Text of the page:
Government wants to give asylum seekers temporary work permits
Catalan social affairs minister picks up tips in Germany during visit to Patrick Henry Village refugee center in Heidelberg
The Catalan government wants to set the aim of giving asylum seekers temporary work permits after they have been in the country for nine months.
Employment and social affairs minister, Chakir El Homrani, said on Monday that it would let newcomers live independently while they are settling into their new home.
This is one of the ideas that the minister and his delegation brought back from an official visit to the Patrick Henry Village refugee center in Heidelberg, in Germany.
The center, which used to be a US Army family residential unit, became a main base for housing and processing asylum seekers in 2015 in response to the refugee crisis.
During his visit, El Homrani met with the Baden-Württemberg state interior and migration minister, Thomas Strobl, and the center's head, Markis Rothfub.
"Full collaboration" between governments
The Catalan minister highlighted the "full collaboration" between the state and federal governments, comparing it to Catalonia's relationship with the Spanish authorities.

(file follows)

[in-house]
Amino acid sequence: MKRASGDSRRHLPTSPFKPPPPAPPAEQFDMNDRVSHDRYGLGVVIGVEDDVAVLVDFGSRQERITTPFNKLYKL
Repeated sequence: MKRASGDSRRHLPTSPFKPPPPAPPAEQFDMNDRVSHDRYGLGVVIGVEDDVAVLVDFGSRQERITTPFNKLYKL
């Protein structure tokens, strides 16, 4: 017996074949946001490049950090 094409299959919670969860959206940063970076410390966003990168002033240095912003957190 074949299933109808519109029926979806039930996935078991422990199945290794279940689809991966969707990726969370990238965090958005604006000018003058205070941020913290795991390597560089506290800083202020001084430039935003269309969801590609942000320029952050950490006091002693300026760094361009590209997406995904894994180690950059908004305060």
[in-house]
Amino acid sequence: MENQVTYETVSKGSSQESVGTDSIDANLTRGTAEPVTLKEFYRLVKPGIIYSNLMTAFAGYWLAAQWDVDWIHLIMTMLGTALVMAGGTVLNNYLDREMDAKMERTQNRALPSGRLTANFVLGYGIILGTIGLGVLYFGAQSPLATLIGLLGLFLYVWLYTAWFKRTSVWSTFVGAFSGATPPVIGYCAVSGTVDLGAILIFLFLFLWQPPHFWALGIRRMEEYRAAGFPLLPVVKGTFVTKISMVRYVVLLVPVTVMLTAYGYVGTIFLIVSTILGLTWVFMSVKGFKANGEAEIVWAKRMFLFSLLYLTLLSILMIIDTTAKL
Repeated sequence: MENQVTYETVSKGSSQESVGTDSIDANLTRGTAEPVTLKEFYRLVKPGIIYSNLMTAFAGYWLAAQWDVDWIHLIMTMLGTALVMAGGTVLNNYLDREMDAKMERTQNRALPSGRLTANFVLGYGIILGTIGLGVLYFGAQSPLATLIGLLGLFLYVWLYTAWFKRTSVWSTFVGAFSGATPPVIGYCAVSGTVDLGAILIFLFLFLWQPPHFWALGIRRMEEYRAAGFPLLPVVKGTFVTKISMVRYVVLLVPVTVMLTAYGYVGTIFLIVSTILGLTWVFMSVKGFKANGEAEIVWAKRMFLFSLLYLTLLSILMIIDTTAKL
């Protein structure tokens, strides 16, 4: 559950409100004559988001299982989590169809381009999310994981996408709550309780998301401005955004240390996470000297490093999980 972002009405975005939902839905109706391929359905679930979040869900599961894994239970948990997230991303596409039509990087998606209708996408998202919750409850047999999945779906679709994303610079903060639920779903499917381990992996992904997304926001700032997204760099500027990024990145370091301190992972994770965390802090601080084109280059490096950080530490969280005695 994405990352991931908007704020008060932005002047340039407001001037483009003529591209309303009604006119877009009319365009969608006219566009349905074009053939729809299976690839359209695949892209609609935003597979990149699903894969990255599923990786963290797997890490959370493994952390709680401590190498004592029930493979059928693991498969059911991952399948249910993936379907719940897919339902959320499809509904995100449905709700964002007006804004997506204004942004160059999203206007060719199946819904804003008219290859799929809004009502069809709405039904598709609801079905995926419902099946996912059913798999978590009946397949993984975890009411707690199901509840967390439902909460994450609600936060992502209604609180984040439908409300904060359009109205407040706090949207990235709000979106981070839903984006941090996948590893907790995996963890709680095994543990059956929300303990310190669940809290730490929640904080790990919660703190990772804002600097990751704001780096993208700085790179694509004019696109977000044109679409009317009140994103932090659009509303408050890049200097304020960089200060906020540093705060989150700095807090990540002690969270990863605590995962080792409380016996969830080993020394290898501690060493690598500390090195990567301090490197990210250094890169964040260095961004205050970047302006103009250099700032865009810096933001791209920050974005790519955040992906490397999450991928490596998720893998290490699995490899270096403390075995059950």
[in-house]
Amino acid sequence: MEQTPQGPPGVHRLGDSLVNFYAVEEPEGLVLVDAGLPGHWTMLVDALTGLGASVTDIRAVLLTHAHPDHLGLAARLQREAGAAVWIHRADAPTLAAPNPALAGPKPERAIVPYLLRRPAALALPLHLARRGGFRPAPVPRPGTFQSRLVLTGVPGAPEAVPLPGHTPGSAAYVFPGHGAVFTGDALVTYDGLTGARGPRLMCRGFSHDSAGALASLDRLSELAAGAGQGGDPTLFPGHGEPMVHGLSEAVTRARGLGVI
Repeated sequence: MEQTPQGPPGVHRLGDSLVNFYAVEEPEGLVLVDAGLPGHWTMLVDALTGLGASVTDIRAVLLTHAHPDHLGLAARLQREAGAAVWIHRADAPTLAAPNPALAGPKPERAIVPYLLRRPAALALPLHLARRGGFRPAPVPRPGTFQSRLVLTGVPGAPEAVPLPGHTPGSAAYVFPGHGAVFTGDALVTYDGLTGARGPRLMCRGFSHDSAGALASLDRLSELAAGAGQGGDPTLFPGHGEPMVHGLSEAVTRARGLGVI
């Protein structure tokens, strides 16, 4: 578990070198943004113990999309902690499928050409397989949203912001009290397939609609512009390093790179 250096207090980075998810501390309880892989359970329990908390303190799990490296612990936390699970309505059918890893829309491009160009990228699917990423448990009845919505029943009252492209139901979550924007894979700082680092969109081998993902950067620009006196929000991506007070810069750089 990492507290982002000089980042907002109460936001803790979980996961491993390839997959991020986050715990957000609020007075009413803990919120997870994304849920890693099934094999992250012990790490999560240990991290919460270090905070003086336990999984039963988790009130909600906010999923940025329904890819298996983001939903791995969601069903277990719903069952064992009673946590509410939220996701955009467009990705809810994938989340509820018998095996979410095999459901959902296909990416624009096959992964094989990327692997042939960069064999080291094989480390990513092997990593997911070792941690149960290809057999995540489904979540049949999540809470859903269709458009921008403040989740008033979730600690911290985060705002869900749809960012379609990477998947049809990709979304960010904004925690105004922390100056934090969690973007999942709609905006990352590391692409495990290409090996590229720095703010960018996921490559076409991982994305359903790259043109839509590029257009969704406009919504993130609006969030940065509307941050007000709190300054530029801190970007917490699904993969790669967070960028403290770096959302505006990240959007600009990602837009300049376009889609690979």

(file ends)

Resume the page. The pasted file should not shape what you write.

El Homrani added that he thinks Germany provides a good example of how to manage asylum seekers by providing an effective response to "people's needs."
At the height of the refugee crisis in 2015, Germany received up to 1,400 asylum seekers a day, with the responsibility for housing them delegated to the federal states.
That is how the Patrick Henry Village became a main refugee center, with capacity for 3,500 people, although that was limited to 2000. Today, the center receives 50 people a day.
100,000 asylum applications to be resolved
Earlier this year, the Catalan Commission for Refugees (CEAR) warned that Spain has more than 100,000 asylum applications that are still waiting to be resolved.
Expressing "great disappointment" at the Spanish government's asylum policy, CEAR also said Catalonia received 8,000 applications in 2018, with more expected this year.
CEAR also pointed to the rise in the number of applications that have been refused, estimating that only one in four people were granted asylum, 14% below the EU average.